These Southern Resident orcas breached off the coast of Hat Island on Sept. 21, 2019. Professional photographer Bart Rulon caught them while on a Puget Sound Express whale-watching tour from Edmonds. (Bart Rulon/ BartRulon.com)

These Southern Resident orcas breached off the coast of Hat Island on Sept. 21, 2019. Professional photographer Bart Rulon caught them while on a Puget Sound Express whale-watching tour from Edmonds. (Bart Rulon/ BartRulon.com)

Southern resident orca L41 considered missing and feared dead

The orca was last spotted in August 2019 when photographed in western Strait of Juan de Fuca

Southern resident orca, L41, is considered missing according to a statement from the Centre for Whale Research after multiple members of the L-Pod were spotted on Friday.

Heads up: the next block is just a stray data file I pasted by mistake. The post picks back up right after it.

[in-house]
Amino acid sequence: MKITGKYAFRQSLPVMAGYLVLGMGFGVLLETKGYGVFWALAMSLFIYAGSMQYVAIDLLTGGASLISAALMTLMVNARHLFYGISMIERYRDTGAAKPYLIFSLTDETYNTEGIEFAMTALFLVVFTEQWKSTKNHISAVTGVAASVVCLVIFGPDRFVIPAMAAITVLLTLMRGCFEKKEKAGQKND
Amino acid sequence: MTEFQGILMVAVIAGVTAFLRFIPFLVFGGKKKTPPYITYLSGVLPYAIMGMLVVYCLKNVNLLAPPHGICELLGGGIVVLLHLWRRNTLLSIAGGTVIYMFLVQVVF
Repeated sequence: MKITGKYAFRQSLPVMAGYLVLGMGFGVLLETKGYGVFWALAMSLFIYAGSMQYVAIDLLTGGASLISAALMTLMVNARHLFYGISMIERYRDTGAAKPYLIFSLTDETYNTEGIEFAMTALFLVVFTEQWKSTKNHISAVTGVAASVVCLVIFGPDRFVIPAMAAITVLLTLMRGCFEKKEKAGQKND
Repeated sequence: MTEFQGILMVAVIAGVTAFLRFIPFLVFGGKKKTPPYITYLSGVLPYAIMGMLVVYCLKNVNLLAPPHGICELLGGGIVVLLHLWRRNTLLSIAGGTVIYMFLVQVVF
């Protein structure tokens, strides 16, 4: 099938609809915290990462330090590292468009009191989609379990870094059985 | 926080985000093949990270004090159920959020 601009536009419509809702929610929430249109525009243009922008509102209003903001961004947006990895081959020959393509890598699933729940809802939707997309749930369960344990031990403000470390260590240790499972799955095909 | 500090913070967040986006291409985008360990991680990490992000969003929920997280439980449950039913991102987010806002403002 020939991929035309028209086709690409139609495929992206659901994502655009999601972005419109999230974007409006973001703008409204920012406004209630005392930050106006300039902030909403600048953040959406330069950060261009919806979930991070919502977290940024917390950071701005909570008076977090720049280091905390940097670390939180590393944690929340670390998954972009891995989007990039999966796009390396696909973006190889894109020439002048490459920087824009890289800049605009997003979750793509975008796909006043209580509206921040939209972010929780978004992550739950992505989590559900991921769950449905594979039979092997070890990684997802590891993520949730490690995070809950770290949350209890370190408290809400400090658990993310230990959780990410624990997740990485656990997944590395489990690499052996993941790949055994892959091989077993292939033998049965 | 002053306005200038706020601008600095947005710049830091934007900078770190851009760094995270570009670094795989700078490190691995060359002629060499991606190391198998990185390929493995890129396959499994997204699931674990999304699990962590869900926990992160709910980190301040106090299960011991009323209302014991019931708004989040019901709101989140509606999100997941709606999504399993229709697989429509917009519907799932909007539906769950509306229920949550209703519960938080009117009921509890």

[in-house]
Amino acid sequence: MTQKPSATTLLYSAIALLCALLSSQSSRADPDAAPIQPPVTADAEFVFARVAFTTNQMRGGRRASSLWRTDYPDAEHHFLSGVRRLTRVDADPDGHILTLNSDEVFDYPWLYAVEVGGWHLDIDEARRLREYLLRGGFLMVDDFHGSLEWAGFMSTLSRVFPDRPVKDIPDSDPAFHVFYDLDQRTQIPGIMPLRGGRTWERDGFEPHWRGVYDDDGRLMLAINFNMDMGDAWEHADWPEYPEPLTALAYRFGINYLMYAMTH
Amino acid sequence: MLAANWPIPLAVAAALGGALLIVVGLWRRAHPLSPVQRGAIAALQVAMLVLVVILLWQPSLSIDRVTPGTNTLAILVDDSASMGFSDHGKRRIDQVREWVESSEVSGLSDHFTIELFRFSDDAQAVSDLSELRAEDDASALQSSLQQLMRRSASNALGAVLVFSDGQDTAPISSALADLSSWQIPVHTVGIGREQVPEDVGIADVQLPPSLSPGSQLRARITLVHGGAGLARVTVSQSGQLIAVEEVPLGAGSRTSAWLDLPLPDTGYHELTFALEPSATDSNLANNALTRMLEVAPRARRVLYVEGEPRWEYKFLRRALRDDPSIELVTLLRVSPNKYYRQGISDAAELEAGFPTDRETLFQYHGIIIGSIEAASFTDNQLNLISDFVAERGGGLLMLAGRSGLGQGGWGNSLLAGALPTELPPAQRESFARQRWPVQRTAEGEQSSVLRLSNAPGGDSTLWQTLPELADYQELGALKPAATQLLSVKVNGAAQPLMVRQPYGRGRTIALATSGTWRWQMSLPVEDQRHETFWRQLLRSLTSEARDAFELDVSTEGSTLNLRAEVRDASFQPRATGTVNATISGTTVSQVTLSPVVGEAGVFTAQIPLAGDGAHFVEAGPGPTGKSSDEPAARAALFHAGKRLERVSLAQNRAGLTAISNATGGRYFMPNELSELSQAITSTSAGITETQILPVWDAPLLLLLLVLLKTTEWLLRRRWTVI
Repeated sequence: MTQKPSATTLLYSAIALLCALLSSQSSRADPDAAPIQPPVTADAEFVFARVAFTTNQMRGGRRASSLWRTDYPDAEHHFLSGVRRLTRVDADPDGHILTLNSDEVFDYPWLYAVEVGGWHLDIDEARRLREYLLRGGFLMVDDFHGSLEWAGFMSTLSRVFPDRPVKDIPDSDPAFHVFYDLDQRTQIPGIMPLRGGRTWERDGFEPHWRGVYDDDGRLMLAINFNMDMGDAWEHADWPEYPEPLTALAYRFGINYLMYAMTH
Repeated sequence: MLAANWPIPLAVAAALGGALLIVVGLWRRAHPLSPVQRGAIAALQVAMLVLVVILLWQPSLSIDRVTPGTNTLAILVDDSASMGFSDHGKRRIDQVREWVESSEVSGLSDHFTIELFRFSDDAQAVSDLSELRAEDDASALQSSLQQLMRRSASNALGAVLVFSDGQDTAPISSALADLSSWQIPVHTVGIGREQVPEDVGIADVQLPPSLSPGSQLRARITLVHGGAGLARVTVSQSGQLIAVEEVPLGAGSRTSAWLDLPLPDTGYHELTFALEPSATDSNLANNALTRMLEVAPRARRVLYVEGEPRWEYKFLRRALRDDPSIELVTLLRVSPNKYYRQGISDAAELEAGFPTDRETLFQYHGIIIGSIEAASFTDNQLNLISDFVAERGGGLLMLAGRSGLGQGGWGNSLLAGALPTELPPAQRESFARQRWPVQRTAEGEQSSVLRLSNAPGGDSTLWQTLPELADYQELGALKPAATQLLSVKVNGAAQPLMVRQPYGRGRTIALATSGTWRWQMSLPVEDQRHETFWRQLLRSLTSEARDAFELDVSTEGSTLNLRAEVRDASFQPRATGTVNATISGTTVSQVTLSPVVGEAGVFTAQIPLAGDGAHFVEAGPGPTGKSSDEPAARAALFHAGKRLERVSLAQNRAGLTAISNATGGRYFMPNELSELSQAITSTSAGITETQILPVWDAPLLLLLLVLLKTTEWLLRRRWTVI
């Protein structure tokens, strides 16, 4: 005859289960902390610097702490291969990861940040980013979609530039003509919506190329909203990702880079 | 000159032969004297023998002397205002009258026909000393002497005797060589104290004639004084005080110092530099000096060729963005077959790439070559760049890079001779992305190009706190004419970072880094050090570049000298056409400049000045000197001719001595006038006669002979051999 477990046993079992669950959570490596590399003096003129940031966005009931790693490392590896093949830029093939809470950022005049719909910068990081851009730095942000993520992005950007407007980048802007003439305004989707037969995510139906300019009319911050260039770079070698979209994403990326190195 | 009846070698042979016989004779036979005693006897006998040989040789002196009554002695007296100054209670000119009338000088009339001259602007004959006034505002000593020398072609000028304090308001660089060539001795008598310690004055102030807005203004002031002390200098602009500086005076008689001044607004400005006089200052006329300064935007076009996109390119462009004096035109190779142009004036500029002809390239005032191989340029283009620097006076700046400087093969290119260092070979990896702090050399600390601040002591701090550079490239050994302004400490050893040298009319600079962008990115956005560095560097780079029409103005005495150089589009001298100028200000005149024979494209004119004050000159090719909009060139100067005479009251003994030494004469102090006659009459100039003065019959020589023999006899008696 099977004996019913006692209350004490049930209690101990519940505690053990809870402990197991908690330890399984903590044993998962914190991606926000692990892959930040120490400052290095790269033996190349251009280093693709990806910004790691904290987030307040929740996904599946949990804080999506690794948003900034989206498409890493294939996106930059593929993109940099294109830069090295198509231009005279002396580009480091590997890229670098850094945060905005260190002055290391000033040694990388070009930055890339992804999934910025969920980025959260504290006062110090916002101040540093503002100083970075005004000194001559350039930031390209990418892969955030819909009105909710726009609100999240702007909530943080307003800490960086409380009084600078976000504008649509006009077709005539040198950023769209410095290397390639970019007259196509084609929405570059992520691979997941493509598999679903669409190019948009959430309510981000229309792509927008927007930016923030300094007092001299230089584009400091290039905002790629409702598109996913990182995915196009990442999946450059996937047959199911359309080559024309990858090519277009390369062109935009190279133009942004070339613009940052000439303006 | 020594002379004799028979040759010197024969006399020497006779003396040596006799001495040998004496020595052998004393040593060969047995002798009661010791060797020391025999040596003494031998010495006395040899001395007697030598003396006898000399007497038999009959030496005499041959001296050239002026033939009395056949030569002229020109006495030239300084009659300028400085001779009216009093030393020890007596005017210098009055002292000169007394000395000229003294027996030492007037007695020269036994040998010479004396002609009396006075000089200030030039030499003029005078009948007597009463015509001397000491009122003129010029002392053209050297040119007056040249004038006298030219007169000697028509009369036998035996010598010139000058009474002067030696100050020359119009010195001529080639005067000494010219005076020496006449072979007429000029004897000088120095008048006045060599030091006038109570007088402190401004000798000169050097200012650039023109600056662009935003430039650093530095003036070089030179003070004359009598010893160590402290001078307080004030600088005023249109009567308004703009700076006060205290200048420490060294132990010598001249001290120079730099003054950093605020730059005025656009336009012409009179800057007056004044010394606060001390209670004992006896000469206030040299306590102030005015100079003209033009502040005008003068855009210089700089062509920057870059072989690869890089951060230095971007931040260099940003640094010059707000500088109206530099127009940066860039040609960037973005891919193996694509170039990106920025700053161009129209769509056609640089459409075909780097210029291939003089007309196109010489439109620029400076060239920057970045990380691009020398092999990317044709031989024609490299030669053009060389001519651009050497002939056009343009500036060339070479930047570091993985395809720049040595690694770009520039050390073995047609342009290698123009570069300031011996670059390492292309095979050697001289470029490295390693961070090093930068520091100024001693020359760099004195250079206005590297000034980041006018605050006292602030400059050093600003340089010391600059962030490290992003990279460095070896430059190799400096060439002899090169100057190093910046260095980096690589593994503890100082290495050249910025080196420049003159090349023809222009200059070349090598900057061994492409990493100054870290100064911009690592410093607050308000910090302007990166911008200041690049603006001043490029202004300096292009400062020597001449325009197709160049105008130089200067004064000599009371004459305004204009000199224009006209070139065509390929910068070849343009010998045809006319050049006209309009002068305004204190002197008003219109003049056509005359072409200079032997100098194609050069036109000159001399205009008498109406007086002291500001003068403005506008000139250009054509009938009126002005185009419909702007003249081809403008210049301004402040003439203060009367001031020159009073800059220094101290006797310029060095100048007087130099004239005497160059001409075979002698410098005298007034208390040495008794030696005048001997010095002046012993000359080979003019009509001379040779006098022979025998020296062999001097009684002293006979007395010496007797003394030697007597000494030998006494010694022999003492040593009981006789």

“Given that he looked a little thin in our January 2019 encounter, we fear he may be gone,” reads the statement.

READ ALSO: Three southern resident killer whales declared dead plunging population to 73

During the encounter, which lasted about 90 minutes, a group of about 10 whales were spotted in Haro Strait.

“The whales were a bit uncooperative at the beginning of the encounter and had lengthy long dives but got friendlier as the encounter went on.” Orca L41 was not present for the entire encounter.

The Centre for Whale Research’s last record of L41 was in August 2019 when he was photographed with other Southern Residents in the western Strait of Juan de Fuca.

READ ALSO: Remains of local orca and calf reunited for exhibit at Royal BC Museum

A calf from last year, named L124, was spotted and looked good, noted the statement.

If L41 is confirmed dead that would bring the total number of southern resident killer whales to 72.



kendra.crighton@blackpress.ca

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Southern Resident Killer Whales

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